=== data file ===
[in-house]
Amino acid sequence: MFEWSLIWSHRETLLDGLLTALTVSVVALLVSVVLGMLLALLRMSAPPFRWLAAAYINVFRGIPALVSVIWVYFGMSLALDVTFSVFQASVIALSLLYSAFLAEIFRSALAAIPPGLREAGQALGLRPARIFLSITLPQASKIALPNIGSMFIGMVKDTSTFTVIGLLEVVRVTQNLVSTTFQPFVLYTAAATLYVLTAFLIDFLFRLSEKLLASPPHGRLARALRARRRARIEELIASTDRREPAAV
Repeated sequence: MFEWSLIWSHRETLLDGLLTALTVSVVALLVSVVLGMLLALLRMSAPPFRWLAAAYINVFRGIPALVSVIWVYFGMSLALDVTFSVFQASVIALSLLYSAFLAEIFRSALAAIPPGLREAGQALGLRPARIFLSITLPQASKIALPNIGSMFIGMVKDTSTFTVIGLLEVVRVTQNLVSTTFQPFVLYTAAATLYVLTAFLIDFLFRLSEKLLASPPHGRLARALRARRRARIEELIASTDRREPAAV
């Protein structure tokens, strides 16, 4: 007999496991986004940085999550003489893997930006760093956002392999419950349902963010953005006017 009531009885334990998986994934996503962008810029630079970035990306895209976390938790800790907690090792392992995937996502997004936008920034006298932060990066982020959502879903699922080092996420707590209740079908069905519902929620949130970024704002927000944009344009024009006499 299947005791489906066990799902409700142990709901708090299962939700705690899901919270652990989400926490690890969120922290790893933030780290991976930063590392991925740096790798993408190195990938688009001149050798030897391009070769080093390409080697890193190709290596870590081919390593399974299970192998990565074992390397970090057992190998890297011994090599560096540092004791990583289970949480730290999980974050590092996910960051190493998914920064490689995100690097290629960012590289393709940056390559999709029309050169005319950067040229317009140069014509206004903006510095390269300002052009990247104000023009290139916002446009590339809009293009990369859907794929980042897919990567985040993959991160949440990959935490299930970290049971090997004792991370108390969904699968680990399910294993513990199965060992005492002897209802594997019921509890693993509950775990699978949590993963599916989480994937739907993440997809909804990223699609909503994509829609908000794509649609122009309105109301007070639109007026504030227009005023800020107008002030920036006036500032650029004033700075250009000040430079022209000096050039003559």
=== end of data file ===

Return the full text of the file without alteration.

[in-house]
Amino acid sequence: MFEWSLIWSHRETLLDGLLTALTVSVVALLVSVVLGMLLALLRMSAPPFRWLAAAYINVFRGIPALVSVIWVYFGMSLALDVTFSVFQASVIALSLLYSAFLAEIFRSALAAIPPGLREAGQALGLRPARIFLSITLPQASKIALPNIGSMFIGMVKDTSTFTVIGLLEVVRVTQNLVSTTFQPFVLYTAAATLYVLTAFLIDFLFRLSEKLLASPPHGRLARALRARRRARIEELIASTDRREPAAV
Repeated sequence: MFEWSLIWSHRETLLDGLLTALTVSVVALLVSVVLGMLLALLRMSAPPFRWLAAAYINVFRGIPALVSVIWVYFGMSLALDVTFSVFQASVIALSLLYSAFLAEIFRSALAAIPPGLREAGQALGLRPARIFLSITLPQASKIALPNIGSMFIGMVKDTSTFTVIGLLEVVRVTQNLVSTTFQPFVLYTAAATLYVLTAFLIDFLFRLSEKLLASPPHGRLARALRARRRARIEELIASTDRREPAAV
């Protein structure tokens, strides 16, 4: 007999496991986004940085999550003489893997930006760093956002392999419950349902963010953005006017 009531009885334990998986994934996503962008810029630079970035990306895209976390938790800790907690090792392992995937996502997004936008920034006298932060990066982020959502879903699922080092996420707590209740079908069905519902929620949130970024704002927000944009344009024009006499 299947005791489906066990799902409700142990709901708090299962939700705690899901919270652990989400926490690890969120922290790893933030780290991976930063590392991925740096790798993408190195990938688009001149050798030897391009070769080093390409080697890193190709290596870590081919390593399974299970192998990565074992390397970090057992190998890297011994090599560096540092004791990583289970949480730290999980974050590092996910960051190493998914920064490689995100690097290629960012590289393709940056390559999709029309050169005319950067040229317009140069014509206004903006510095390269300002052009990247104000023009290139916002446009590339809009293009990369859907794929980042897919990567985040993959991160949440990959935490299930970290049971090997004792991370108390969904699968680990399910294993513990199965060992005492002897209802594997019921509890693993509950775990699978949590993963599916989480994937739907993440997809909804990223699609909503994509829609908000794509649609122009309105109301007070639109007026504030227009005023800020107008002030920036006036500032650029004033700075250009000040430079022209000096050039003559």